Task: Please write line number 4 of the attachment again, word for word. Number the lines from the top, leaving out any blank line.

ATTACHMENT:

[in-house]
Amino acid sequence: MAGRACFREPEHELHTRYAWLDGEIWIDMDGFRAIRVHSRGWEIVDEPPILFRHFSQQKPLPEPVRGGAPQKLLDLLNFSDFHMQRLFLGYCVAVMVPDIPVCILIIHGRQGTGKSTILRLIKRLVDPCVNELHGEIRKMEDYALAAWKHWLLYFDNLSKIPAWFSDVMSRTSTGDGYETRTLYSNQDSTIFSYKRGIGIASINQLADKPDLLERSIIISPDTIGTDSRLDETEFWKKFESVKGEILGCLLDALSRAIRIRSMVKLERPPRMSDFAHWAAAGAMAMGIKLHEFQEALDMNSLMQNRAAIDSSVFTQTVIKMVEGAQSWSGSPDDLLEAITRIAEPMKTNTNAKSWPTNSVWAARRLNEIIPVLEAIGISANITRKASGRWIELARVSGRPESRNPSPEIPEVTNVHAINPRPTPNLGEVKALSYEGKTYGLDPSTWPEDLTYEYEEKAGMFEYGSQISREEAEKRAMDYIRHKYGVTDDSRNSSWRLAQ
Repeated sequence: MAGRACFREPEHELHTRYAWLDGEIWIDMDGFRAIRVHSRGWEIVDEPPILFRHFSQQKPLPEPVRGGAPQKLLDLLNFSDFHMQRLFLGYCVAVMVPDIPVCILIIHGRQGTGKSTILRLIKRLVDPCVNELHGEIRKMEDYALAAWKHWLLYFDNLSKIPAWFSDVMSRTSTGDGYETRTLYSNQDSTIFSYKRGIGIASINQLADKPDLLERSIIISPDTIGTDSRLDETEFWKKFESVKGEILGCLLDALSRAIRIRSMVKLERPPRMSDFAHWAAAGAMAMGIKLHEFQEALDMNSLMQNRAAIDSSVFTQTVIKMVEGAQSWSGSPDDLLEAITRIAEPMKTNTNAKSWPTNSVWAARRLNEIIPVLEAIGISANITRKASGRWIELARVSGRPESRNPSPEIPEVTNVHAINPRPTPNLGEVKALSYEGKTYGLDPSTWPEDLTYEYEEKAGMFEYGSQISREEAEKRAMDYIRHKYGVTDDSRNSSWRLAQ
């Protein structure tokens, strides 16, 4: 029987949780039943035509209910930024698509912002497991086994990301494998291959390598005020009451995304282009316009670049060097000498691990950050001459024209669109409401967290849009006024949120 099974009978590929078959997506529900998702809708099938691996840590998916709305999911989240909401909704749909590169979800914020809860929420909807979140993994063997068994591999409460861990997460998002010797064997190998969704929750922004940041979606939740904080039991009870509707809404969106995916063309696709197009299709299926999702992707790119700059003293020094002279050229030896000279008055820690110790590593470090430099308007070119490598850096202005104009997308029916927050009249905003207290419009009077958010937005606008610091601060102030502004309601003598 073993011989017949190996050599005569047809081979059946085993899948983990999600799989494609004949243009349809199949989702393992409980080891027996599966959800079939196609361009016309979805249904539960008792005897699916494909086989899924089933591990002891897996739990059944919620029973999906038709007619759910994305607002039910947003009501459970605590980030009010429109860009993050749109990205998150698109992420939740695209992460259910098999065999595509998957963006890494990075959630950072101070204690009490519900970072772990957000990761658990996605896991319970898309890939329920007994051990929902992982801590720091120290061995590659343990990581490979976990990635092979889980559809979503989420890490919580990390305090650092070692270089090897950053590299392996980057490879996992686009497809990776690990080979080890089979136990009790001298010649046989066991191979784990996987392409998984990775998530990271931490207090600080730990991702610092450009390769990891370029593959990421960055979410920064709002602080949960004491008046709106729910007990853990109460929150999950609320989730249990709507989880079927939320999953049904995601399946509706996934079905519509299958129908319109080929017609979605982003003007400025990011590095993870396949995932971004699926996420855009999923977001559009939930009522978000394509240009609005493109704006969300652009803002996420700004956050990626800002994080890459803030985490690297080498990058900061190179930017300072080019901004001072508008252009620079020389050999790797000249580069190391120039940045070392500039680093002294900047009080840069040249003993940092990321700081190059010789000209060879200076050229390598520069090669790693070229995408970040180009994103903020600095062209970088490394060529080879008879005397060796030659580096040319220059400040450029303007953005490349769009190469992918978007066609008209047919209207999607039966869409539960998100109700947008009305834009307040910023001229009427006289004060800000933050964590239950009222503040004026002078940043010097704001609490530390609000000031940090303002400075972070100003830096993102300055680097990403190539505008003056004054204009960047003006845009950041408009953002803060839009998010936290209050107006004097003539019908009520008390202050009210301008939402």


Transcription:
């Protein structure tokens, strides 16, 4: 029987949780039943035509209910930024698509912002497991086994990301494998291959390598005020009451995304282009316009670049060097000498691990950050001459024209669109409401967290849009006024949120 099974009978590929078959997506529900998702809708099938691996840590998916709305999911989240909401909704749909590169979800914020809860929420909807979140993994063997068994591999409460861990997460998002010797064997190998969704929750922004940041979606939740904080039991009870509707809404969106995916063309696709197009299709299926999702992707790119700059003293020094002279050229030896000279008055820690110790590593470090430099308007070119490598850096202005104009997308029916927050009249905003207290419009009077958010937005606008610091601060102030502004309601003598 073993011989017949190996050599005569047809081979059946085993899948983990999600799989494609004949243009349809199949989702393992409980080891027996599966959800079939196609361009016309979805249904539960008792005897699916494909086989899924089933591990002891897996739990059944919620029973999906038709007619759910994305607002039910947003009501459970605590980030009010429109860009993050749109990205998150698109992420939740695209992460259910098999065999595509998957963006890494990075959630950072101070204690009490519900970072772990957000990761658990996605896991319970898309890939329920007994051990929902992982801590720091120290061995590659343990990581490979976990990635092979889980559809979503989420890490919580990390305090650092070692270089090897950053590299392996980057490879996992686009497809990776690990080979080890089979136990009790001298010649046989066991191979784990996987392409998984990775998530990271931490207090600080730990991702610092450009390769990891370029593959990421960055979410920064709002602080949960004491008046709106729910007990853990109460929150999950609320989730249990709507989880079927939320999953049904995601399946509706996934079905519509299958129908319109080929017609979605982003003007400025990011590095993870396949995932971004699926996420855009999923977001559009939930009522978000394509240009609005493109704006969300652009803002996420700004956050990626800002994080890459803030985490690297080498990058900061190179930017300072080019901004001072508008252009620079020389050999790797000249580069190391120039940045070392500039680093002294900047009080840069040249003993940092990321700081190059010789000209060879200076050229390598520069090669790693070229995408970040180009994103903020600095062209970088490394060529080879008879005397060796030659580096040319220059400040450029303007953005490349769009190469992918978007066609008209047919209207999607039966869409539960998100109700947008009305834009307040910023001229009427006289004060800000933050964590239950009222503040004026002078940043010097704001609490530390609000000031940090303002400075972070100003830096993102300055680097990403190539505008003056004054204009960047003006845009950041408009953002803060839009998010936290209050107006004097003539019908009520008390202050009210301008939402």